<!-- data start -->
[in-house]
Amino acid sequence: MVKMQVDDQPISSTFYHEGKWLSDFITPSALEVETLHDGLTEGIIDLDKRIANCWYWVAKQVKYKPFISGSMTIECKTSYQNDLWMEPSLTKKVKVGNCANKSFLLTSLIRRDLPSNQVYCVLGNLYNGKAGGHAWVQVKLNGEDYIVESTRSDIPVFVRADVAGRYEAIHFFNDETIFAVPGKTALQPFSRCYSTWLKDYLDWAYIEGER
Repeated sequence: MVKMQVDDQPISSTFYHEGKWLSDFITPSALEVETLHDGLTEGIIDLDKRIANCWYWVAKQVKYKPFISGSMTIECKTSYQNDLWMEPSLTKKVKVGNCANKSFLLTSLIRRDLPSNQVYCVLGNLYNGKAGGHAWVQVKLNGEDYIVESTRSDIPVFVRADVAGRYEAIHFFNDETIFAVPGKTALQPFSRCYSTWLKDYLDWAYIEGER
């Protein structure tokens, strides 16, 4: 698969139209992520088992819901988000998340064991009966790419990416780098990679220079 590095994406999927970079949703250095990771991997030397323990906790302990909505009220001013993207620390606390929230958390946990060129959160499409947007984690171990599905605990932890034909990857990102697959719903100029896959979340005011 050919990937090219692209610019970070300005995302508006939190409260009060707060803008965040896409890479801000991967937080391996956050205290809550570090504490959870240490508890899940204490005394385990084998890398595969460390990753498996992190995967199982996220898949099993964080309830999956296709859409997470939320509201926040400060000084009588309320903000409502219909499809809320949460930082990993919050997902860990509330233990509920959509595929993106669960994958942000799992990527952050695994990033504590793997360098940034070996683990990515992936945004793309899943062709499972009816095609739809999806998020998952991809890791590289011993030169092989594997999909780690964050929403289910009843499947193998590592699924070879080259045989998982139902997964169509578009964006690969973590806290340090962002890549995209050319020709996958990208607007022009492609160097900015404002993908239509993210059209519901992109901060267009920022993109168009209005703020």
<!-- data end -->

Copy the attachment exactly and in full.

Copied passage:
[in-house]
Amino acid sequence: MVKMQVDDQPISSTFYHEGKWLSDFITPSALEVETLHDGLTEGIIDLDKRIANCWYWVAKQVKYKPFISGSMTIECKTSYQNDLWMEPSLTKKVKVGNCANKSFLLTSLIRRDLPSNQVYCVLGNLYNGKAGGHAWVQVKLNGEDYIVESTRSDIPVFVRADVAGRYEAIHFFNDETIFAVPGKTALQPFSRCYSTWLKDYLDWAYIEGER
Repeated sequence: MVKMQVDDQPISSTFYHEGKWLSDFITPSALEVETLHDGLTEGIIDLDKRIANCWYWVAKQVKYKPFISGSMTIECKTSYQNDLWMEPSLTKKVKVGNCANKSFLLTSLIRRDLPSNQVYCVLGNLYNGKAGGHAWVQVKLNGEDYIVESTRSDIPVFVRADVAGRYEAIHFFNDETIFAVPGKTALQPFSRCYSTWLKDYLDWAYIEGER
């Protein structure tokens, strides 16, 4: 698969139209992520088992819901988000998340064991009966790419990416780098990679220079 590095994406999927970079949703250095990771991997030397323990906790302990909505009220001013993207620390606390929230958390946990060129959160499409947007984690171990599905605990932890034909990857990102697959719903100029896959979340005011 050919990937090219692209610019970070300005995302508006939190409260009060707060803008965040896409890479801000991967937080391996956050205290809550570090504490959870240490508890899940204490005394385990084998890398595969460390990753498996992190995967199982996220898949099993964080309830999956296709859409997470939320509201926040400060000084009588309320903000409502219909499809809320949460930082990993919050997902860990509330233990509920959509595929993106669960994958942000799992990527952050695994990033504590793997360098940034070996683990990515992936945004793309899943062709499972009816095609739809999806998020998952991809890791590289011993030169092989594997999909780690964050929403289910009843499947193998590592699924070879080259045989998982139902997964169509578009964006690969973590806290340090962002890549995209050319020709996958990208607007022009492609160097900015404002993908239509993210059209519901992109901060267009920022993109168009209005703020």